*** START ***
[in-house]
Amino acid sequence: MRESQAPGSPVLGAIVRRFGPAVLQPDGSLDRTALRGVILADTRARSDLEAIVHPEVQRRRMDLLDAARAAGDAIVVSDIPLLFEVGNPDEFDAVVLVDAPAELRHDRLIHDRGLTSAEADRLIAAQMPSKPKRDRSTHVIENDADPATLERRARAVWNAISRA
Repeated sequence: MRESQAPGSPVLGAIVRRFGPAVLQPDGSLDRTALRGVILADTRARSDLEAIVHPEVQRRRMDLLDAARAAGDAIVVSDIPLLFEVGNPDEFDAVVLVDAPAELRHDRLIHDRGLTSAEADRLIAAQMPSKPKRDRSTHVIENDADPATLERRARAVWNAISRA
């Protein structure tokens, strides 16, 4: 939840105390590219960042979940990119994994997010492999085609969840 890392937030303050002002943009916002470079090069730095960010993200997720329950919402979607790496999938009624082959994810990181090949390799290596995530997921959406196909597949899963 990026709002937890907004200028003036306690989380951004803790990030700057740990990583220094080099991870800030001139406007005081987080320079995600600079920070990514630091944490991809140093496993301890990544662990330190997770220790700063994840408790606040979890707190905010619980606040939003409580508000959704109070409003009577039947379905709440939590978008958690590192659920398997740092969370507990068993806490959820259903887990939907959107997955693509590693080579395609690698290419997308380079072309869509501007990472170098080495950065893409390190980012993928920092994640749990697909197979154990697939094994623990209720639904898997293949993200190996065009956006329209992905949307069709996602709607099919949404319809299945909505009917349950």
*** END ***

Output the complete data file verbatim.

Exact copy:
[in-house]
Amino acid sequence: MRESQAPGSPVLGAIVRRFGPAVLQPDGSLDRTALRGVILADTRARSDLEAIVHPEVQRRRMDLLDAARAAGDAIVVSDIPLLFEVGNPDEFDAVVLVDAPAELRHDRLIHDRGLTSAEADRLIAAQMPSKPKRDRSTHVIENDADPATLERRARAVWNAISRA
Repeated sequence: MRESQAPGSPVLGAIVRRFGPAVLQPDGSLDRTALRGVILADTRARSDLEAIVHPEVQRRRMDLLDAARAAGDAIVVSDIPLLFEVGNPDEFDAVVLVDAPAELRHDRLIHDRGLTSAEADRLIAAQMPSKPKRDRSTHVIENDADPATLERRARAVWNAISRA
């Protein structure tokens, strides 16, 4: 939840105390590219960042979940990119994994997010492999085609969840 890392937030303050002002943009916002470079090069730095960010993200997720329950919402979607790496999938009624082959994810990181090949390799290596995530997921959406196909597949899963 990026709002937890907004200028003036306690989380951004803790990030700057740990990583220094080099991870800030001139406007005081987080320079995600600079920070990514630091944490991809140093496993301890990544662990330190997770220790700063994840408790606040979890707190905010619980606040939003409580508000959704109070409003009577039947379905709440939590978008958690590192659920398997740092969370507990068993806490959820259903887990939907959107997955693509590693080579395609690698290419997308380079072309869509501007990472170098080495950065893409390190980012993928920092994640749990697909197979154990697939094994623990209720639904898997293949993200190996065009956006329209992905949307069709996602709607099919949404319809299945909505009917349950």